Among 18,015 individuals enrolled and followed for a median of 7 years, we observed a difference in the effect of treatment on the occurrence of the primary endpoint (death from cardiovascular disease, a major coronary event, or nonfatal stroke) across levels of kidney function (Figure). The difference in treatment was statistically significant (p=0.037) and appeared as the baseline eGFR declined to ≤75 mL/min/1.73m2. The difference in treatment was most pronounced at eGFR levels ≤60 mL/min/1.73m2. At an eGFR of 60 mL/min/1.73m2, individuals in the combination therapy arm compared with individuals in the monotherapy arm had a 12% relative risk reduction (HR 0.88, 95% CI 0.82–0.95) for the primary composite endpoint; at a baseline eGFR of 45 mL/min/1.73m2, they had a 13% relative risk reduction (HR 0.87, 95% CI 0.78–0.98) for the primary composite endpoint. We also observed few adverse events in either treatment arm across all levels of eGFR.

Figure from Stanifer et al. JASN Online May 15, 2017

Individuals with CKD have several risk factors for cardiovascular disease including malnutrition, chronic inflammation, increased oxidative stress, and vascular and endothelial dysfunction related to uremia and calcium and phosphorus dysregulation. Importantly, they also experience significant dyshomeostasis in lipid metabolism leading to potentially modifiable atherosclerotic risks, including poor clearance of circulating triglycerides and lipoproteins, reduced lipoprotein lipase activity, increased oxidation of LDL cholesterol, and possibly increased relative cholesterol absorption. In IMPROVE-IT, individuals randomized to combination therapy with ezetimibe plus simvastatin experienced a greater mean reduction in both LDL cholesterol and triglycerides across all levels of eGFR. Because individuals with CKD are an inherently higher-risk group, achieving the same absolute level of reduction in LDL cholesterol through both inhibition of cholesterol synthesis and cholesterol absorption may be more effective in risk mitigation; yet, on the other hand, considering the numerous mechanisms by which CKD leads to increased cardiovascular risk, the relative benefit we observed from combination therapy as eGFR declined could also suggest ezetimibe add-on therapy conferred pleiotropic effects beyond LDL cholesterol or triglyceride reduction alone.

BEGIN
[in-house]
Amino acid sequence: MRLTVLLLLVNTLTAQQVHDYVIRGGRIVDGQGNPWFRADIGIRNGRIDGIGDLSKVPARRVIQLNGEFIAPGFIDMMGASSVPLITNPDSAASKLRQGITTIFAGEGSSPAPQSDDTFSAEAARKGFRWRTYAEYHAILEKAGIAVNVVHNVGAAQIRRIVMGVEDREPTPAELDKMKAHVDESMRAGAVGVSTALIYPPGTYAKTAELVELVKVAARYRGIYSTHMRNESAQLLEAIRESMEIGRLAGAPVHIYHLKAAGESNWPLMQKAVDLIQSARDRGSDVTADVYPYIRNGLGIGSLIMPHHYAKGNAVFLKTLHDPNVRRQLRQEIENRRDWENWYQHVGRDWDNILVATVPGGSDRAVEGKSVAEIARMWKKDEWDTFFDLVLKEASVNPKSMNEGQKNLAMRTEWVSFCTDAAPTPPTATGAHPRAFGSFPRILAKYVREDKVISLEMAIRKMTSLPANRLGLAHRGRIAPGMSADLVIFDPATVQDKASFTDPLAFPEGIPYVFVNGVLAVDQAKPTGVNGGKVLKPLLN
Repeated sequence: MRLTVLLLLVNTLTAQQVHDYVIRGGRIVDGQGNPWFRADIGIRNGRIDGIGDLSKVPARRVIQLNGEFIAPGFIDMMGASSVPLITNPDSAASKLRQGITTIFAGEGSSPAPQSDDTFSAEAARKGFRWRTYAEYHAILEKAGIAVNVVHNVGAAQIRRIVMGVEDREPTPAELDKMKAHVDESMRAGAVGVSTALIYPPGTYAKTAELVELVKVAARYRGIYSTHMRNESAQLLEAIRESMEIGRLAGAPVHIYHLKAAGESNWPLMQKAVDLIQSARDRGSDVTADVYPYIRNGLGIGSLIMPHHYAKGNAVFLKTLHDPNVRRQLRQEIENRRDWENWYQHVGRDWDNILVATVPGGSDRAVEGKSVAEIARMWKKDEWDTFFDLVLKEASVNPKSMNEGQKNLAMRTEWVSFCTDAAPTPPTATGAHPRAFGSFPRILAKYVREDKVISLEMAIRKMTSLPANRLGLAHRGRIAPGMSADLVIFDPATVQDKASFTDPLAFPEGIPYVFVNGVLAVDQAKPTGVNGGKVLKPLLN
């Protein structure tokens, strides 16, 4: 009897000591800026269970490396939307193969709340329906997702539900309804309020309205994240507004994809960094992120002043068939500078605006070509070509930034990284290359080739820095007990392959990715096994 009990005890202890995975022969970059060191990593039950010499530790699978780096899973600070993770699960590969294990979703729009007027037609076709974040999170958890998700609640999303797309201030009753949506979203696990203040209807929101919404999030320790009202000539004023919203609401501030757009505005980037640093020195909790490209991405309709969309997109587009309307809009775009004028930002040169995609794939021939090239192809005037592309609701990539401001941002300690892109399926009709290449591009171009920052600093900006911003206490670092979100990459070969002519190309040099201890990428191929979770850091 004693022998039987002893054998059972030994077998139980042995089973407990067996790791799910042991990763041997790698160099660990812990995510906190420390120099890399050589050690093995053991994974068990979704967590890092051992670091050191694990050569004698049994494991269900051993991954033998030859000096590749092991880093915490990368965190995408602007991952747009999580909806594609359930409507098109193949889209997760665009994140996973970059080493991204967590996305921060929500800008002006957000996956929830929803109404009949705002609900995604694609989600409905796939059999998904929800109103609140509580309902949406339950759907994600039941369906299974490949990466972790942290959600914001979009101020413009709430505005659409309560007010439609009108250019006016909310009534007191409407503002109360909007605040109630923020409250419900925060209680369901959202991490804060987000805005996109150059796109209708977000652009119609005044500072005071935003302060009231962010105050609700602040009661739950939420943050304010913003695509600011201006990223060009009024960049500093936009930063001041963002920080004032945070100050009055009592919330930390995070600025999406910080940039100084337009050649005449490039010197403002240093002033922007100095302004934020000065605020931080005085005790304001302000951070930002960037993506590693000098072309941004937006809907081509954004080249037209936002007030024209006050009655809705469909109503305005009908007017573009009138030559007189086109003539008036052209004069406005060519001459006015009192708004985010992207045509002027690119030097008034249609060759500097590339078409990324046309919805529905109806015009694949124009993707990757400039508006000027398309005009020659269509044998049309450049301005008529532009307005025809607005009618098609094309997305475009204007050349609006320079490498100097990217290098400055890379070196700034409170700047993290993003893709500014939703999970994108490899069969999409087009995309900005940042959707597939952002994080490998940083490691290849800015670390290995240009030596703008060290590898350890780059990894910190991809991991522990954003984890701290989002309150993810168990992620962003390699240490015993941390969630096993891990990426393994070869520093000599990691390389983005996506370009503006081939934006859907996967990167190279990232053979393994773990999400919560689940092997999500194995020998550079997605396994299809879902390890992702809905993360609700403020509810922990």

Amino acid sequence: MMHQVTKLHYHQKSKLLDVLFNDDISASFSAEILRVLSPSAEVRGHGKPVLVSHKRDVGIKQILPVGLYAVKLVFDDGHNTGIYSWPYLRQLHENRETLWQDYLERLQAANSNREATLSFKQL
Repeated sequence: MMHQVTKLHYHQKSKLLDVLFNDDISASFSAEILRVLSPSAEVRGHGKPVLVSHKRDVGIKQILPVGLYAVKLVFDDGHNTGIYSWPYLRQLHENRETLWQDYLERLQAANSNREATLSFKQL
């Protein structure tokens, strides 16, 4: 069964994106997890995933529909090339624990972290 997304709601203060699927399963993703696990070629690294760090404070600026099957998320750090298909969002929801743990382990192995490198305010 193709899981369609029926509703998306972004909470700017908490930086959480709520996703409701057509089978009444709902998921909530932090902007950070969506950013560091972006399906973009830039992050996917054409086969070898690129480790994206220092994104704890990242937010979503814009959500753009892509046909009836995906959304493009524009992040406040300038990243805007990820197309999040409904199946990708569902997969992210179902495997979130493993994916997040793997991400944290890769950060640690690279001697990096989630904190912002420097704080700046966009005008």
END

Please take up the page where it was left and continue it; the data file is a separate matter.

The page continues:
Though important differences exist between SHARP and IMPROVE-IT (including exclusion of individuals with CrCl less than 30 ml/min, higher statin doses, and a study population with known coronary artery disease), our data support the efficacy and safety of ezetimibe added to statin for further cardiovascular benefit in individuals with coronary disease and moderately reduced eGFR.

John W. Stanifer, MD, MSc
Fellow, Duke Nephrology

Wednesday, May 10, 2017

But Doc I'm in Pain!

What would you do if you had chronic pain and a GFR of 90? Would you think twice about a two-month (or longer) course of NSAIDs? What if your GFR was 60? Or 30? As society grows increasingly fearful of chronic opioid therapy, what are we, PCPs, and patients to do? The literature is somewhat sparse, not surprisingly, on the broader risks of NSAIDs to our beloved beans. Especially in the post-phenacetin combination analgesic era.

Last year, the results of the FDA-mandated non-inferiority safety trial of celecoxib were published. Focusing on CV/GI outcomes, it is not a renal trial. This trial has also been reviewed (with a nice visual abstract) in NephJC

Some basic info about the trial:
  •  ~24,000 pts with elevated CVD risk and OA (~90%) or RA (~10%) pain were randomized to celecoxib, naproxen, or ibuprofen.